Kat Kinsman, Eatocracy managing editor: In NYC: Soigne, Talde, Thistle Hill Tavern, Tacos Nuevo Mexico, A Voce Columbus, Hearth, City Grit, Stone Park, Seersucker, Terroir, Commerce, Otto, Keens. Outside NYC: China Poblano, K&W Cafeteria
Marc Shepherd, NY Journal: This year, I didn't have one. I was promiscuous. I wandered.
Andrew Friedman, author and Toqueland editor: Prime Meats (Brooklyn). I live/work around the corner and it's where I go for solo lunches, late-night dinners, early weekend meals with my family, and drinks anytime. It's never failed me. (I should mention that, with the exception of the Franks, I'm not known to the house, which speaks especially well of the FOH team and kitchen.)
Mimi Sheraton, former Times critic: I wish you had a category for restaurants I wish I had been to more often...many favorites I get to only once in a while such as my single favorite NYC restaurant, La Grenouille, and also Da Silvano, Balthazar, Wallse, and Union Square Cafe. What with the economy and the interest in trying new places, I did not get back to those nearly as often as I would like. Top standbys of 2012: Good (on Greenwich Ave.), Elephant & Castle, ABC Kitchen, Colicchio & Sons, Pulino's, DBGB, Bar Boulud, Boulud Sud, Meme, The Breslin, Sandro's, Bar at MoMA, Barbuto.
Darin Bresnitz, Snacky Tunes/Finger on the Pulse: Maison Premiere — No better place to unwind after a long day of work or to start a long night. Whirly Bird Taco — With essentially only one item on the menu, they knock it out of the park every time. Momo Sushi Shack — Phillip Gilmour is the Grand Poobah of fun and his sushi and eccentric Japanese dishes have turned some early evenings into late nights. Blue Bottle — I never thought about coffee until I had a cup of Blue Bottle. Having one open near where I live has been beyond dangerous.
Amanda Kludt, Eater editorial director: I found myself at Soba-Koh in the East Village quite a lot this year, first on the hottest days of summer where nothing but cold noodles with roe would suffice and now again in the winter where their hot wasabi soba is my go-to. Also — first because it was one of the best additions to Williamsburg's dining scene this year and second because I got married in the hotel — Reynard, which evolved and improved over the year into a very serious and wonderful restaurant.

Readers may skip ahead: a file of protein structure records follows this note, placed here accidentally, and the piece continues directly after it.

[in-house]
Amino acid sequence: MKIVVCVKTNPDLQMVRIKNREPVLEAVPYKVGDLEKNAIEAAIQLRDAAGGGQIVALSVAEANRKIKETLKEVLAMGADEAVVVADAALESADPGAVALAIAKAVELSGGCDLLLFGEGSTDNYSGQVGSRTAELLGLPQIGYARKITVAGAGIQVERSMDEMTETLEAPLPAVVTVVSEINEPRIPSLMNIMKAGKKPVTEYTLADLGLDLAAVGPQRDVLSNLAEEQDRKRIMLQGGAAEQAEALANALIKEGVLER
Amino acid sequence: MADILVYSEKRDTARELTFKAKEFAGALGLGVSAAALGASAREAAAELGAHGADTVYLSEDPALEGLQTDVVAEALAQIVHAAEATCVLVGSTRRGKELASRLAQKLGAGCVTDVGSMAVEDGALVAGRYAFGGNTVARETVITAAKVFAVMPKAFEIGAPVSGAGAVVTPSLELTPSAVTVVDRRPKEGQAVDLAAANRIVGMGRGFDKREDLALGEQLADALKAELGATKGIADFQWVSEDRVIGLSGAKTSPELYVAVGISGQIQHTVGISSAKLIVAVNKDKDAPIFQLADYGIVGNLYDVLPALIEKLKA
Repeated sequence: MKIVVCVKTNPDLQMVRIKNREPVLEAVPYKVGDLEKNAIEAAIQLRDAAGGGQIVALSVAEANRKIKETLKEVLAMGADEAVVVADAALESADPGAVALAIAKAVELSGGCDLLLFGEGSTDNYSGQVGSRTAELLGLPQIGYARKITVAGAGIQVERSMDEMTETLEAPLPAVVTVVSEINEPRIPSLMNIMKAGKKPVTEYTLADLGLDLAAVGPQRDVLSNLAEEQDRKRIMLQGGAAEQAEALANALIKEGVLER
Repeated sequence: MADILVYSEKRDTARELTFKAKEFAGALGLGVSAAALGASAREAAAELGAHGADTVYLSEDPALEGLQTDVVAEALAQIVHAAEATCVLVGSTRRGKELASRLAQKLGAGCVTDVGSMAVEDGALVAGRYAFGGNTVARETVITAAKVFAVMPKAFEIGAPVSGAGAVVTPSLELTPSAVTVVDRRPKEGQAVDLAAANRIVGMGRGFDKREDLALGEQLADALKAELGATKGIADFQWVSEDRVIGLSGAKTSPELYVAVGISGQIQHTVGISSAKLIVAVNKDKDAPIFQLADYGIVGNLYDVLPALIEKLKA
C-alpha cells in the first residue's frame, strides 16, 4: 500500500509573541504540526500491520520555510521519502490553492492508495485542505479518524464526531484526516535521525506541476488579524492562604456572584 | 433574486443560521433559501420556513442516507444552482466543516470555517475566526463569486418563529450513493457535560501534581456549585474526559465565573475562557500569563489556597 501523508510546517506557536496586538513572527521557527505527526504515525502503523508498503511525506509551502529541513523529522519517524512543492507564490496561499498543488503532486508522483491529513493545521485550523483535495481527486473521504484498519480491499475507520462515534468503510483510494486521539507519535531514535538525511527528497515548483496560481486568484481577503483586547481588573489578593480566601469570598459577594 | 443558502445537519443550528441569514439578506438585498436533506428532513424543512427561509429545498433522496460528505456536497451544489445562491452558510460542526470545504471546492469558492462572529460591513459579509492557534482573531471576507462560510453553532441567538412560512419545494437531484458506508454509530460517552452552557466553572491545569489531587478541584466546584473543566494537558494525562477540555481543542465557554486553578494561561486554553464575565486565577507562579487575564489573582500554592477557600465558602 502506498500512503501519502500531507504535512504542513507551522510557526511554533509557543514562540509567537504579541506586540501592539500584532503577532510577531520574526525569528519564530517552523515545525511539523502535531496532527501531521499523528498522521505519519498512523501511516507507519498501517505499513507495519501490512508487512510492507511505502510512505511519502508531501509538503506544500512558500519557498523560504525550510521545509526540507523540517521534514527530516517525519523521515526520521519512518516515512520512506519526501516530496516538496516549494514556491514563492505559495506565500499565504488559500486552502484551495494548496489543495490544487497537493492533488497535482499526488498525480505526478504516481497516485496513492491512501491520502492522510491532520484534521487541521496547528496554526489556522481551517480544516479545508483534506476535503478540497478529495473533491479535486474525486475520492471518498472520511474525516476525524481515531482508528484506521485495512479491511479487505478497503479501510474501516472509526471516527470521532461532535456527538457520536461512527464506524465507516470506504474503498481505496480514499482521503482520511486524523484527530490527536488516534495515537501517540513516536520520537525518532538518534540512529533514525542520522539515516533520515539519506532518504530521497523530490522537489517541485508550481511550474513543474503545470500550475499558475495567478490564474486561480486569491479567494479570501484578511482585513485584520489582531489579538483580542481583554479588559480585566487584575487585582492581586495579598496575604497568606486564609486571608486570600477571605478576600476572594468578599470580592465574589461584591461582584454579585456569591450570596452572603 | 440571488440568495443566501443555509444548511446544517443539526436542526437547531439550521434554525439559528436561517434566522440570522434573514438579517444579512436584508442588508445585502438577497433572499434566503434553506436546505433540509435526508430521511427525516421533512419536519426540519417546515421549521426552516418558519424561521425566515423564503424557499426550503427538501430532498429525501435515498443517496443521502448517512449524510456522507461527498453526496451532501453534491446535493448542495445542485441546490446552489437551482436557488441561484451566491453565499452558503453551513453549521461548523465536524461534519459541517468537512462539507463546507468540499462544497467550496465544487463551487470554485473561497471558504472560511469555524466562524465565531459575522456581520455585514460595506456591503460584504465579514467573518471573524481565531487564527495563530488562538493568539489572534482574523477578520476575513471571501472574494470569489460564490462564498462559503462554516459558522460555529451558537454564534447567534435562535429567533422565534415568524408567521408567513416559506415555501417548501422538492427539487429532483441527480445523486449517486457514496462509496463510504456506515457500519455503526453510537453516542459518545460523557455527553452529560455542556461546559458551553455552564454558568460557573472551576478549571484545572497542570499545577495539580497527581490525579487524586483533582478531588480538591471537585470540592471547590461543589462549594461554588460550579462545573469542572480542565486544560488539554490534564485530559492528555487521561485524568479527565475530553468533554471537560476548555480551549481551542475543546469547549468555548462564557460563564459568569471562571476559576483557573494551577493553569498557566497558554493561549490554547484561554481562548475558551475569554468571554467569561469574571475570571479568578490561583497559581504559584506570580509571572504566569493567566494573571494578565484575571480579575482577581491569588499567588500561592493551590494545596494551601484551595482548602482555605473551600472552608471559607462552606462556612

Adam Kuban, Slice founder: Motorino, Best Pizza, Paulie Gee's.
Josh Beckerman, blogger and foodie magician: Parm, Red Farm, Perla, Il Buco Alimentari, Blue Ribbon Sushi, The Loop (for take out sushi — craziest and best rolls ever!).
Bret Thorn, senior food editor, Nation's Restaurant News: Grand Sichuan Eastern, Fort Reno, Antonio's Pizza (on Flatbush & 7th Ave.), Donatella, Merchants, Five Guys, Rosewater.
Scott Solish, Eater nightlife editor: Diner, Rubirosa.
Kim Davis, the Pink Pig: La Promenade des Anglais/Bistro La Promenade, Empellon Cocina, Gwynnett Street, The Brindle Room.
Andrew Steinthal, Immaculate Infatuation: Danji — One of the few perks of working in Midtown is getting to eat at Danji once a month. This place never gets old and is rarely packed during lunch. Upstate Craft Beer & Oyster Bar — Best oyster bar in NYC. Blue Hill Stone Barns — Immaculate Infatuation's favorite restaurant. I've generally stopped splurging on special occasion meals anywhere else because afterwards, I'm bummed that we didn't just go to Stone Barns.
Alexander Hancock, Eater associate editor: This is tough because I moved from New Orleans exactly midway through the year, so I haven't really had enough time to repeat at too many restaurants. But I'm a pizza fiend, and easily the one restaurant I've had the most meals in this year is SMILING PIZZA in Park Slope. There's just no contest: in five months I must have eaten there 15 times at least. (I eat a LOT of pizza.) The only other places that I've eaten more than one or two meals since moving here are Pulino's (again: pizza), Brooklyn Central (again: pizza), Calliope, Talde, Four and Twenty Blackbirds. Standbys inevitably lean towards the neighborhood-type place, hence my list being mostly Park Slope/Gowanus (where I live) and the East Village (where our office is).
Robert Simonson, Times cocktail writer: Milk & Honey. Partly because I'm a sentimentalist, and I knew it was only a matter of time before the original Eldridge Street space closed and was reborn as Attaboy, with Milk & Honey reopening as a bigger joint on 23rd Street. But also because the original is still such a damn good bar, with a great atmosphere and drinks that never fail. Also, Clover Club, because it's in my neighborhood, and it's good. And then there are the usual suspects, like Old Town Bar, McSorley's, etc.
Jay Cheshes, Time Out New York critic: Buvette, Fedora, La Nacional, Pho Grand.
Greg Morabito, Eater editor: Il Buco Alimentari for sandwiches, bread, gelato, expresso, and splurge dinners and lunches. Noon on Saturday is my favorite time to go to Alimentari, because you can order most of the dinner menu and the place is half-empty. I think we'll be talking about Justin Smillie for years to come.
I dined at Reynard more than any other sit-down restaurant this year. Most of my visits were on the weekends, usually before 11 a.m. The people that work there are great, the room is a stunner (especially in the morning), and I just love Sean Rembold's food, especially his vegetable-based dishes.
· All Coverage of the Year in Eater [~ENY~]